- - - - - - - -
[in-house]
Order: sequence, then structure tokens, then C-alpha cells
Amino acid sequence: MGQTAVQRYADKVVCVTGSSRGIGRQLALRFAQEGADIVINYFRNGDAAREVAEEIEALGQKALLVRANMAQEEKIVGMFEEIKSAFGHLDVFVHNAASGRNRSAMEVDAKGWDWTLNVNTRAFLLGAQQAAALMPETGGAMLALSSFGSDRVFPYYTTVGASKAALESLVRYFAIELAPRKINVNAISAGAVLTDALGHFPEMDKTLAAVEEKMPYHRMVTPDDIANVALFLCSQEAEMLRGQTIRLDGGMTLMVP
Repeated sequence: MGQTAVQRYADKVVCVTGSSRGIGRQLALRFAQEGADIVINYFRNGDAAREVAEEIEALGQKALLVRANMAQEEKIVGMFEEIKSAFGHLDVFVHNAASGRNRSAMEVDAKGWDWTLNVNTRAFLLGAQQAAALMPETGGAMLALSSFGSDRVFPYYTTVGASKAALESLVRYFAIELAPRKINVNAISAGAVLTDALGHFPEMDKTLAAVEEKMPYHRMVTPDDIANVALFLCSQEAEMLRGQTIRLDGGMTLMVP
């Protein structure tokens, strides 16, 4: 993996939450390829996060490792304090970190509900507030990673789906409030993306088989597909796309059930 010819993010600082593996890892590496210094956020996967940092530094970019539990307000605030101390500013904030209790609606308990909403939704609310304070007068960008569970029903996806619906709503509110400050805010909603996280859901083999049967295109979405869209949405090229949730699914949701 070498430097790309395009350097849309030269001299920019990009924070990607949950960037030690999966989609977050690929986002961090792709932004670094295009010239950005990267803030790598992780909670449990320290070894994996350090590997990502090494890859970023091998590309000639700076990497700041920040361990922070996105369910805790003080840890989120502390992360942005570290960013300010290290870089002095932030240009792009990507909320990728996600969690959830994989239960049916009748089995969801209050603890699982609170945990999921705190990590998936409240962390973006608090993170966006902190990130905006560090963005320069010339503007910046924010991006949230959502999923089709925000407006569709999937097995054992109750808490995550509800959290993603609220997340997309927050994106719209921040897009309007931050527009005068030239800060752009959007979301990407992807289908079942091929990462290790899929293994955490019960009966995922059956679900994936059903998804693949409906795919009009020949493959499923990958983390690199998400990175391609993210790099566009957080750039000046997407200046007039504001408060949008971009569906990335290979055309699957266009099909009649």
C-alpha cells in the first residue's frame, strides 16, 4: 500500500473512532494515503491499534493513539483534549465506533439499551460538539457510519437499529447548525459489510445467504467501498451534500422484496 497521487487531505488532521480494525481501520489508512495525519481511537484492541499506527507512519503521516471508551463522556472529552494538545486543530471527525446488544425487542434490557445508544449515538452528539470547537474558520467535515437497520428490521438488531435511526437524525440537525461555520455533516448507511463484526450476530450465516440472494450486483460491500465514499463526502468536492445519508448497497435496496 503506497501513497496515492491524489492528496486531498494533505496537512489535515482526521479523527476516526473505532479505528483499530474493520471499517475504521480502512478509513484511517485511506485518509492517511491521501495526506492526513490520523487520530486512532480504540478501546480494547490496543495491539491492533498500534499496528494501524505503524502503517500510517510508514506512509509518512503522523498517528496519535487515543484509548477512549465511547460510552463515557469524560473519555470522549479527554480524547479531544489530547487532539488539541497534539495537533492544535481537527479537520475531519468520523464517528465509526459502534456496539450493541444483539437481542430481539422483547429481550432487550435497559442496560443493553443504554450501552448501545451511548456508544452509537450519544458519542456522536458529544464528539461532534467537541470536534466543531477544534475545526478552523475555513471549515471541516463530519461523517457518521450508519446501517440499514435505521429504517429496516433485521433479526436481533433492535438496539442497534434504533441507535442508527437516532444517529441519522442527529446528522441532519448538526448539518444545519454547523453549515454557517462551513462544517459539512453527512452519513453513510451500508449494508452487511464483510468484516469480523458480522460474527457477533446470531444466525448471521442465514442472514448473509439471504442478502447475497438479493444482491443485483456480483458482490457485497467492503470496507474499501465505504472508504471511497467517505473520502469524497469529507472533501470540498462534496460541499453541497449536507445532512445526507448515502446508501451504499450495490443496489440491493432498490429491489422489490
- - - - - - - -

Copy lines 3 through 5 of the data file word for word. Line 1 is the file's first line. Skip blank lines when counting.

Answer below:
Amino acid sequence: MGQTAVQRYADKVVCVTGSSRGIGRQLALRFAQEGADIVINYFRNGDAAREVAEEIEALGQKALLVRANMAQEEKIVGMFEEIKSAFGHLDVFVHNAASGRNRSAMEVDAKGWDWTLNVNTRAFLLGAQQAAALMPETGGAMLALSSFGSDRVFPYYTTVGASKAALESLVRYFAIELAPRKINVNAISAGAVLTDALGHFPEMDKTLAAVEEKMPYHRMVTPDDIANVALFLCSQEAEMLRGQTIRLDGGMTLMVP
Repeated sequence: MGQTAVQRYADKVVCVTGSSRGIGRQLALRFAQEGADIVINYFRNGDAAREVAEEIEALGQKALLVRANMAQEEKIVGMFEEIKSAFGHLDVFVHNAASGRNRSAMEVDAKGWDWTLNVNTRAFLLGAQQAAALMPETGGAMLALSSFGSDRVFPYYTTVGASKAALESLVRYFAIELAPRKINVNAISAGAVLTDALGHFPEMDKTLAAVEEKMPYHRMVTPDDIANVALFLCSQEAEMLRGQTIRLDGGMTLMVP
């Protein structure tokens, strides 16, 4: 993996939450390829996060490792304090970190509900507030990673789906409030993306088989597909796309059930 010819993010600082593996890892590496210094956020996967940092530094970019539990307000605030101390500013904030209790609606308990909403939704609310304070007068960008569970029903996806619906709503509110400050805010909603996280859901083999049967295109979405869209949405090229949730699914949701 070498430097790309395009350097849309030269001299920019990009924070990607949950960037030690999966989609977050690929986002961090792709932004670094295009010239950005990267803030790598992780909670449990320290070894994996350090590997990502090494890859970023091998590309000639700076990497700041920040361990922070996105369910805790003080840890989120502390992360942005570290960013300010290290870089002095932030240009792009990507909320990728996600969690959830994989239960049916009748089995969801209050603890699982609170945990999921705190990590998936409240962390973006608090993170966006902190990130905006560090963005320069010339503007910046924010991006949230959502999923089709925000407006569709999937097995054992109750808490995550509800959290993603609220997340997309927050994106719209921040897009309007931050527009005068030239800060752009959007979301990407992807289908079942091929990462290790899929293994955490019960009966995922059956679900994936059903998804693949409906795919009009020949493959499923990958983390690199998400990175391609993210790099566009957080750039000046997407200046007039504001408060949008971009569906990335290979055309699957266009099909009649």